Province Announces Mandatory Masks on Public Transit and Easing of Visitor Restrictions in Long-Term Care Homes / Nova Scotia Health, IWK to require patients and visitors to wear masks in health care facilities

The Covid Chronicle

**** HEALTH/WELLNESS Media Release

Province Announces Mandatory Masks on Public Transit and Easing of Visitor Restrictions in Long-Term Care Homes
Premier Stephen McNeil and Dr. Robert Strang, chief medical officer of health for Nova Scotia, announced today, July 17, that some visitor restrictions in long-term care homes are being eased and non-medical masks will become mandatory on public transportation.

“Few Nova Scotians have felt the impacts of COVID-19 like those who live and work in long-term care,” said Premier McNeil. “Although visitor restrictions were put in place to protect some of our most vulnerable, we know they have taken a toll. While safety remains our top priority, it’s time to bring some normalcy back into the lives of those in long-term care.”

Changes to the province’s directive to long-term care homes will allow for more visitors outdoors, limited indoor visits, and some return to activities. Effective July 22, the following changes can be implemented by long-term care facilities:
— both indoor and outdoor visits will be allowed with limited numbers of visitors and scheduled appointments. Residents and visitors must wear masks and observe physical distancing, except for limited physical contact like a hug
— residents and staff can gather in groups of 10 or less for dining, recreation or socializing without physical distancing. Groups should remain consistent and visitors cannot join
— sightseeing bus trips for groups of up to 10 people (including residents, staff and driver) are allowed. Residents and staff cannot get off the bus and thorough cleaning before and after each trip is required
— licensed hair salons within long-term care homes can reopen to serve residents only

Individual long-term care homes can decide which of these changes they will implement, based on operational considerations and the availability of appropriate space. Adult Residential Centres and Regional Rehabilitation Centres licensed by the Department of Community Services will also implement indoor visits under the same guidelines.

Starting July 24, it will be mandatory for drivers and passengers to wear a non-medical mask on public transportation. Children under two and people with a valid medical reason for not wearing a mask are exempt. Passengers are asked to use their own masks as much as possible. Government will help public transportation services with supplies of masks for people who can’t bring their own.

Public transportation includes:
— municipal transit buses and ferries
— school buses
— community transit vehicles
— private taxis and shuttles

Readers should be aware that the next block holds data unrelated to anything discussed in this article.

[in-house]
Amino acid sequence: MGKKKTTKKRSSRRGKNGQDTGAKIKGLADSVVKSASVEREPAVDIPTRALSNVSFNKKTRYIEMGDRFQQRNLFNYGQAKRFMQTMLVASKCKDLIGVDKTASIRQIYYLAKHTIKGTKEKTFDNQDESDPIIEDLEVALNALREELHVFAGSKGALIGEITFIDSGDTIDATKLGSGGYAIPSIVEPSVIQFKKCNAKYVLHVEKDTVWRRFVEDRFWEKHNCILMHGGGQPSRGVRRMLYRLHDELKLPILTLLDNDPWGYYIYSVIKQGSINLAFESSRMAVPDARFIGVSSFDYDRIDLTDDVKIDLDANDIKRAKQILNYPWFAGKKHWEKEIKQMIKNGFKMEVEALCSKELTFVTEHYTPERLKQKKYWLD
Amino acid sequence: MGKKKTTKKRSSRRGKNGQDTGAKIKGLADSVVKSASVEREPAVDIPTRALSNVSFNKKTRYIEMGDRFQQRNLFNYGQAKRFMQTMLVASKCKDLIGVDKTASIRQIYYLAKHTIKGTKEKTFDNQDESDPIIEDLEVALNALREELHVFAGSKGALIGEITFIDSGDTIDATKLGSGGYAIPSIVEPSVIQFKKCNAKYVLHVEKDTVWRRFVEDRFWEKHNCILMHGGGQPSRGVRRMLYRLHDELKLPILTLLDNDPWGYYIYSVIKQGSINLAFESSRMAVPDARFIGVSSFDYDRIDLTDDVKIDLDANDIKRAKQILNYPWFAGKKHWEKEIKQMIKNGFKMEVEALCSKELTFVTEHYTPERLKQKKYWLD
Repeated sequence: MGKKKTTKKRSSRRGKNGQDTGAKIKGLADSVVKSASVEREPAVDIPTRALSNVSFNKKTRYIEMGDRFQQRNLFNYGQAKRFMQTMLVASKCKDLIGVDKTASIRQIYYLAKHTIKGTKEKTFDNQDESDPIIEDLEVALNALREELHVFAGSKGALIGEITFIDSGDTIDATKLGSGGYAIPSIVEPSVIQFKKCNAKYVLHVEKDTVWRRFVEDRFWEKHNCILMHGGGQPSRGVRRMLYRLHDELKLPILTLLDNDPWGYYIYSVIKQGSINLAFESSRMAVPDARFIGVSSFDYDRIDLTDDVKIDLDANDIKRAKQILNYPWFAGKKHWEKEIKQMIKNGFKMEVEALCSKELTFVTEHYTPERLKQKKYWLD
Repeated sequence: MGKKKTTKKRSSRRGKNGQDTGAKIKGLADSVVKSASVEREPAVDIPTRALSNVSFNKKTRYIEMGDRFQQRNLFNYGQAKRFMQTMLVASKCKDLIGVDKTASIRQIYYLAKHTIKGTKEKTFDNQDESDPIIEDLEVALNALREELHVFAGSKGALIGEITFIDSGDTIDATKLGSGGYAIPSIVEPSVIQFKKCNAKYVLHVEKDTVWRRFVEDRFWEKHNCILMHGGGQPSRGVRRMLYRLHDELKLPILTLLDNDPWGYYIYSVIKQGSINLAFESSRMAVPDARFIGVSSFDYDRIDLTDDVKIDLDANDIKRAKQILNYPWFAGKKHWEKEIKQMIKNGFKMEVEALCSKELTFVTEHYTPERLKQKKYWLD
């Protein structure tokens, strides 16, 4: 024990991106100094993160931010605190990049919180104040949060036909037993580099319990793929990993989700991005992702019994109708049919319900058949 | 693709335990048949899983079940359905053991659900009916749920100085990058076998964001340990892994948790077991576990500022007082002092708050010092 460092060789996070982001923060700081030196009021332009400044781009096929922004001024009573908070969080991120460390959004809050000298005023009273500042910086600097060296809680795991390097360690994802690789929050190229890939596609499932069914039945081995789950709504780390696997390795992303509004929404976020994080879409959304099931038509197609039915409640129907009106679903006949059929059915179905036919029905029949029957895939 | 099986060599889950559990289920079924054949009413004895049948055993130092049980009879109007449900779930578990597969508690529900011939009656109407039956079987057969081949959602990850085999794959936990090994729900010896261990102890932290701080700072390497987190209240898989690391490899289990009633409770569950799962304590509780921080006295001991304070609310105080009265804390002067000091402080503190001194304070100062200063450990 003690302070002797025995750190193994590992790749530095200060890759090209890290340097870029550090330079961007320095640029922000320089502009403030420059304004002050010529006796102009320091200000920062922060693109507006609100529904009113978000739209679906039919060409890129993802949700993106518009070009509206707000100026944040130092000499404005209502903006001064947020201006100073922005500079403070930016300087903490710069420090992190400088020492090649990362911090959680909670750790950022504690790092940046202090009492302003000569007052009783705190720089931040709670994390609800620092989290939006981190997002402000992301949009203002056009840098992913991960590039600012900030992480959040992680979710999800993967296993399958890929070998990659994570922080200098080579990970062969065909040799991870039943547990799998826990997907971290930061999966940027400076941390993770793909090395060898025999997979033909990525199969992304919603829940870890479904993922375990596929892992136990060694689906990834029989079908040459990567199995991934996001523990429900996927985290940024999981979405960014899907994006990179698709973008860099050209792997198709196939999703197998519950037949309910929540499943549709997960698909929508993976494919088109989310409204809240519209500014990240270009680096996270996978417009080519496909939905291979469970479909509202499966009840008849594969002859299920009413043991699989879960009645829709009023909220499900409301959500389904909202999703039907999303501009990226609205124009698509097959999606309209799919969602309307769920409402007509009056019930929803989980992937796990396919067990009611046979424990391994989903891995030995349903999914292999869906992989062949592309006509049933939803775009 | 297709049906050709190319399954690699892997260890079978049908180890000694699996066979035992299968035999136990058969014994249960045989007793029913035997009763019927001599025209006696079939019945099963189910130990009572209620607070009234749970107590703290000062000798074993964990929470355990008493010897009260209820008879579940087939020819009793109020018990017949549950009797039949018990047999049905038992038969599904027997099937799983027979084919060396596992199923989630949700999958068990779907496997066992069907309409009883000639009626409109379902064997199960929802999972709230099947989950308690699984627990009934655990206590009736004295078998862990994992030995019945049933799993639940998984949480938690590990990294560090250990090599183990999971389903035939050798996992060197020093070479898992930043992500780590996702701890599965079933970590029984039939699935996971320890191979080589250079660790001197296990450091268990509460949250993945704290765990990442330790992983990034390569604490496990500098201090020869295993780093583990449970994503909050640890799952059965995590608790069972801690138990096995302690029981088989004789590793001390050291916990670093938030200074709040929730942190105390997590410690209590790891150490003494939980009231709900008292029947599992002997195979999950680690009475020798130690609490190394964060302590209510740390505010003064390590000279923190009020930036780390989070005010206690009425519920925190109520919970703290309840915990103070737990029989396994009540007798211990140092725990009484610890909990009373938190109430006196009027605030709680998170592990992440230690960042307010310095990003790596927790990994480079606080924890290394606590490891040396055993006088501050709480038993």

“Wearing a non-medical mask is important to help prevent the spread of COVID-19 when physical distancing is difficult, along with all the other public health measures,” said Dr. Strang. “By making masks mandatory on public transportation, we are taking a first step in this priority environment as we continue to look at the epidemiology and mask use in different settings.”

Quick Facts:
— information about wearing a non-medical mask can be found at

Additional Resources:
Government of Canada:

Government of Canada information line 1-833-784-4397 (toll-free)

The Mental Health Provincial Crisis Line is available 24/7 to anyone experiencing a mental health or addictions crisis, or someone concerned about them, by calling 1-888-429-8167 (toll-free)

Kids Help Phone is available 24/7 by calling 1-800-668-6868 (toll-free)

For help or information about domestic violence 24/7, call 1-855-225-0220 (toll-free)


**** NSHA Media Release

Nova Scotia Health, IWK to require patients and visitors to wear masks in health care facilities

Nova Scotia Health and the IWK Health Centre will be requiring patients and visitors to wear a non-medical mask when entering hospitals and other health care facilities, beginning Tuesday, July 21, 2020.
“We take the health and safety of our patients, employees and physicians very seriously. Requiring people to wear masks adds another layer of protection that will help reduce transmission of COVID-19 and is consistent with evolving evidence and advice from public health experts,” said Nova Scotia Health president and CEO Dr. Brendan Carr.
IWK CEO Dr. Krista Jangaard said the two organizations have been monitoring the situation closely and are constantly evolving in their response to COVID-19.​
“As we plan for a potential second wave, we want to ensure a consistent approach across all hospitals and health centres in the province,” she said.
This requirement does not apply to hospital inpatients, children under two years of age, or staff working in non-clinical areas, once they have arrived in their workspace where they are able to maintain physical distance from others.​ Staff and physicians working in clinical areas are already required to wear a procedure mask.
Patients, visitors and essential support people wearing their own non-medical mask need to continue to maintain a physical distance of two metres (six feet) from others where possible, continue frequent hand washing, practice respiratory etiquette, and avoid touching their mask and face.
“We must also stress that masks are not a replacement for physical distancing,” said Dr. Shelly McNeil, chief of infectious diseases, Nova Scotia Health, Central Zone. “Physical distancing and good hand hygiene are the most effective ways to minimize the risk of spreading COVID-19 and must continue to be practiced while in our facilities.”
All visitors will continue to be screened upon entry. Visitors with symptoms consistent with COVID-19, on self-isolation or being tested for COVID-19 due to recent travel or potential exposure to the virus will not be permitted to enter.

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